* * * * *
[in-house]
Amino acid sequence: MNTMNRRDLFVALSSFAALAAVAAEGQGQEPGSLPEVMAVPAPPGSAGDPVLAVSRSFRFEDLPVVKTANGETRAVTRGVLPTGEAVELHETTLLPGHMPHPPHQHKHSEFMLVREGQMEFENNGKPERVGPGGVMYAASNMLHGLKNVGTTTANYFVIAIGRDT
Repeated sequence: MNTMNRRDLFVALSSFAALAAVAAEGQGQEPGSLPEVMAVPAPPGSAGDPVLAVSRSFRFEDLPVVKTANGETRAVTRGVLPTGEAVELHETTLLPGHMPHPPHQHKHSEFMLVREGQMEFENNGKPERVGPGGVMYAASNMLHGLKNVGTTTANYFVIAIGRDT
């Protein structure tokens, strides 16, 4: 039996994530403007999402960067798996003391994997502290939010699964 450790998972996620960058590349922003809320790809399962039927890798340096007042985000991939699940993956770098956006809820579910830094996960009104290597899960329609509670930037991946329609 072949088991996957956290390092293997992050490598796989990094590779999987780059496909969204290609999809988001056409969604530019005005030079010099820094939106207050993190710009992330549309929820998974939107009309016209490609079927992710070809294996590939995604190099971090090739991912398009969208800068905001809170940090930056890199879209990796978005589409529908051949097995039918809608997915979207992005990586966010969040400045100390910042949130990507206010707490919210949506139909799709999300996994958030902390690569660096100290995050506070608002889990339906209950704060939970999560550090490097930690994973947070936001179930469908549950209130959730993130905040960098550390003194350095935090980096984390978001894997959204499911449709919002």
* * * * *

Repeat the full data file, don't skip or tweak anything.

[in-house]
Amino acid sequence: MNTMNRRDLFVALSSFAALAAVAAEGQGQEPGSLPEVMAVPAPPGSAGDPVLAVSRSFRFEDLPVVKTANGETRAVTRGVLPTGEAVELHETTLLPGHMPHPPHQHKHSEFMLVREGQMEFENNGKPERVGPGGVMYAASNMLHGLKNVGTTTANYFVIAIGRDT
Repeated sequence: MNTMNRRDLFVALSSFAALAAVAAEGQGQEPGSLPEVMAVPAPPGSAGDPVLAVSRSFRFEDLPVVKTANGETRAVTRGVLPTGEAVELHETTLLPGHMPHPPHQHKHSEFMLVREGQMEFENNGKPERVGPGGVMYAASNMLHGLKNVGTTTANYFVIAIGRDT
């Protein structure tokens, strides 16, 4: 039996994530403007999402960067798996003391994997502290939010699964 450790998972996620960058590349922003809320790809399962039927890798340096007042985000991939699940993956770098956006809820579910830094996960009104290597899960329609509670930037991946329609 072949088991996957956290390092293997992050490598796989990094590779999987780059496909969204290609999809988001056409969604530019005005030079010099820094939106207050993190710009992330549309929820998974939107009309016209490609079927992710070809294996590939995604190099971090090739991912398009969208800068905001809170940090930056890199879209990796978005589409529908051949097995039918809608997915979207992005990586966010969040400045100390910042949130990507206010707490919210949506139909799709999300996994958030902390690569660096100290995050506070608002889990339906209950704060939970999560550090490097930690994973947070936001179930469908549950209130959730993130905040960098550390003194350095935090980096984390978001894997959204499911449709919002």